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Science mentoring program smoothens transition to campus life

The transition from high school to university is rarely an easy one, but the process was a whole lot smoother for Joanne Yu thanks to some upper-year students who always had her back.

“There was always someone there who I could ask questions and get good answers,” said Yu, who is just wrapping up her first year in chemistry.

A Vincent Massey Secondary School graduate, Yu signed up last fall for the new MySci mentoring program, which pairs first-year students with upper year students to help them adjust to life in the Faculty of Science.

More than just a tutoring program, mentors are there to help their charges with everything from time management and course selection to guidance and emotional support.

“It was meant to be sort of like a Big Brothers-Big Sisters kind of an organization,” explained Jackson McAiney, a third-year biochemistry student, who along with Sarah Hanik, a master’s student in kinesiology who earned her undergraduate degree in science, oversees the 60 mentors who signed up to volunteer for the program.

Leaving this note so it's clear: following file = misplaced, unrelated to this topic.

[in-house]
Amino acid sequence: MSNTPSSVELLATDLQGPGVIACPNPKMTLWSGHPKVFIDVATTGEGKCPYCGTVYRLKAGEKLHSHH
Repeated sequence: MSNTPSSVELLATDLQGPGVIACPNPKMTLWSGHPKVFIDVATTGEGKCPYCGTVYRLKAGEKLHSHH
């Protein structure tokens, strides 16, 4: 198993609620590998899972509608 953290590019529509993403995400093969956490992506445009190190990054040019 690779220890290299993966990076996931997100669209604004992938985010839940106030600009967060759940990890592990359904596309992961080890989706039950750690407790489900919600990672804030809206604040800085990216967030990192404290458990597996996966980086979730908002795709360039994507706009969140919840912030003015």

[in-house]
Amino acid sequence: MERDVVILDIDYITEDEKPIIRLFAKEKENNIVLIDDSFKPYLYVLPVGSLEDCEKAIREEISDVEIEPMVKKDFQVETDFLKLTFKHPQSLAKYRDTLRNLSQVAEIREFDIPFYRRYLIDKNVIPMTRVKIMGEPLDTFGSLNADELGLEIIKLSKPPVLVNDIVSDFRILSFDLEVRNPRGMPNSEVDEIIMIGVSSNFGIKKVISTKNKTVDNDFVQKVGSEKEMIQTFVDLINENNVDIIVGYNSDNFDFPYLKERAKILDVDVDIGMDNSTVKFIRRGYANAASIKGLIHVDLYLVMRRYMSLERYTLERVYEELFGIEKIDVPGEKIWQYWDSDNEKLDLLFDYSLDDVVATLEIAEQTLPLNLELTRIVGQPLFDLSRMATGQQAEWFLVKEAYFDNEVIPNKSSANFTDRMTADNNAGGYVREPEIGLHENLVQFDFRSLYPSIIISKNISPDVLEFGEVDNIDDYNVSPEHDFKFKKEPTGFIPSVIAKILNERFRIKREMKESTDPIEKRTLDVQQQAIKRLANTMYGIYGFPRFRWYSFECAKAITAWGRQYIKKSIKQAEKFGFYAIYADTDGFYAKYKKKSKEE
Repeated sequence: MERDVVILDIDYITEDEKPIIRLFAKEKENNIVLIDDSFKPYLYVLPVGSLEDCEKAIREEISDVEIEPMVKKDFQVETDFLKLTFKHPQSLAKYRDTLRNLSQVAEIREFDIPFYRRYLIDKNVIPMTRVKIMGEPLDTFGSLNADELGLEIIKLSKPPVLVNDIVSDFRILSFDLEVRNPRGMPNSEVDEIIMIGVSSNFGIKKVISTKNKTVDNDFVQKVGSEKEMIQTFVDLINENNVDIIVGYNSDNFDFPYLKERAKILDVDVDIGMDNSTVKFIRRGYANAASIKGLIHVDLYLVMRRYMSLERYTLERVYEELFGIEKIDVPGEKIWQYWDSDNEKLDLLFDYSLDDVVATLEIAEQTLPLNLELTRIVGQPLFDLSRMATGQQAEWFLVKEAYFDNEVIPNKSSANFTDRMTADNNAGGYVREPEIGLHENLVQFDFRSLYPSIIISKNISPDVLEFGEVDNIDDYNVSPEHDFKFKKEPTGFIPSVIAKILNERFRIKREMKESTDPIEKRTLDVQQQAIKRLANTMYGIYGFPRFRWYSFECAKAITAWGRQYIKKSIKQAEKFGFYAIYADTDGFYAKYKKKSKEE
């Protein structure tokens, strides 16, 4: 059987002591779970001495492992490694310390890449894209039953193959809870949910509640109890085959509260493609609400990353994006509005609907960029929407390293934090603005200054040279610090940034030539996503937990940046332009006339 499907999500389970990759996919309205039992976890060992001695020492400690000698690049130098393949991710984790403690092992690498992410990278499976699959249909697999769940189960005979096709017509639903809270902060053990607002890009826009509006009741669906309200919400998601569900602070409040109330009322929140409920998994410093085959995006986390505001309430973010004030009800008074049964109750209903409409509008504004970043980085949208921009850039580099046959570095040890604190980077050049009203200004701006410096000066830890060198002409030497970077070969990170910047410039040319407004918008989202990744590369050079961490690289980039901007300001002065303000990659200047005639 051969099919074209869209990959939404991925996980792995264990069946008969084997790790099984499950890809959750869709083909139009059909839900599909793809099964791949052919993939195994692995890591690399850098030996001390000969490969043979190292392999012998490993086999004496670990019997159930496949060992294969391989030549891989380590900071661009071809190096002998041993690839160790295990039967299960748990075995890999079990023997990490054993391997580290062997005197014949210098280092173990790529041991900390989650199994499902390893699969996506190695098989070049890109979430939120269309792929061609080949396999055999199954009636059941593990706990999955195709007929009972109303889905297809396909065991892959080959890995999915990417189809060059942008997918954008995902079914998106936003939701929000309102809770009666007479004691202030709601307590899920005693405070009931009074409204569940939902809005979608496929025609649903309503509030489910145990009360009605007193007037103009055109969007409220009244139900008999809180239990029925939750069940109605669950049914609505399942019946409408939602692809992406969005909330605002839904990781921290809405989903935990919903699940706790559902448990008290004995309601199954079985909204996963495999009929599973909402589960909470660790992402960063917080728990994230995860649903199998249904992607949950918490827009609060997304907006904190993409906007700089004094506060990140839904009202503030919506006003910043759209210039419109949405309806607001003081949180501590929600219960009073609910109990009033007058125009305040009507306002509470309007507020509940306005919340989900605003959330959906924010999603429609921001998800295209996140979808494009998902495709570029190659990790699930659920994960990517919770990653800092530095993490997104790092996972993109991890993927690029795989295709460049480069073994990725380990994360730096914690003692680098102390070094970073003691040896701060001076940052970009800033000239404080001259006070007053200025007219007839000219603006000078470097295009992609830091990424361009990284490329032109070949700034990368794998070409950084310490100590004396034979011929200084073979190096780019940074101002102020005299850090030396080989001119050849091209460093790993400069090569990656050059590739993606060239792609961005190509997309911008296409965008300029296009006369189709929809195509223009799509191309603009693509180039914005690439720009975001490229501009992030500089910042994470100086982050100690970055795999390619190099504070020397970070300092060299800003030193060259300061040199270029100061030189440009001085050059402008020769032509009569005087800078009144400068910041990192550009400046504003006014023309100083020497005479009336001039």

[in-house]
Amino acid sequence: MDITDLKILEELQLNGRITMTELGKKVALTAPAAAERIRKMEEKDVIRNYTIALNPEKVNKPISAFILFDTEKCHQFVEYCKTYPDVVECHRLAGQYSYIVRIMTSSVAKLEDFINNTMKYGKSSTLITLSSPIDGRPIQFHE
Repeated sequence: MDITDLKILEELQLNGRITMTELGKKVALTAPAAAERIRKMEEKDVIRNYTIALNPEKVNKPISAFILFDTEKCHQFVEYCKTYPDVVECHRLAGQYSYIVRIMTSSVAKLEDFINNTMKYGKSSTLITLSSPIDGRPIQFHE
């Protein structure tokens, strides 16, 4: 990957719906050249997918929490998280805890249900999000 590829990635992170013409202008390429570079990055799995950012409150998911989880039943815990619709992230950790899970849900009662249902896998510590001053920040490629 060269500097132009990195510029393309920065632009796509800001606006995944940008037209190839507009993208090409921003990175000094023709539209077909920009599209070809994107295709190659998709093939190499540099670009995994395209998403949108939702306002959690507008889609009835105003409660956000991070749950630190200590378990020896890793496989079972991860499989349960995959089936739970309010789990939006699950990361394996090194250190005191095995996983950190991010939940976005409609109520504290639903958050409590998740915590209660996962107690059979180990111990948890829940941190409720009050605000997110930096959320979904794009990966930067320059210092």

Yu was mentored by Phil De Luna, a fourth-year chemistry student.

“He showed me some great places to study, and even took me to the Green Bean café, which was really nice,” she said.

Kirsten Poling, a science teaching and learning specialist who oversees the program, said many of the 80 mentees who signed up for it ended up becoming close friends with their mentors.

“A lot of the mentors who signed up to volunteer said they did it just because they wish they had something like this in their first year,” Dr. Poling added.

Hanik said her and McAiney recruited mentors during Welcome Week last fall and will be doing the same thing again this year. Anyone interested in getting involved with the program should send an e-mail to scisoc@uwindsor.ca

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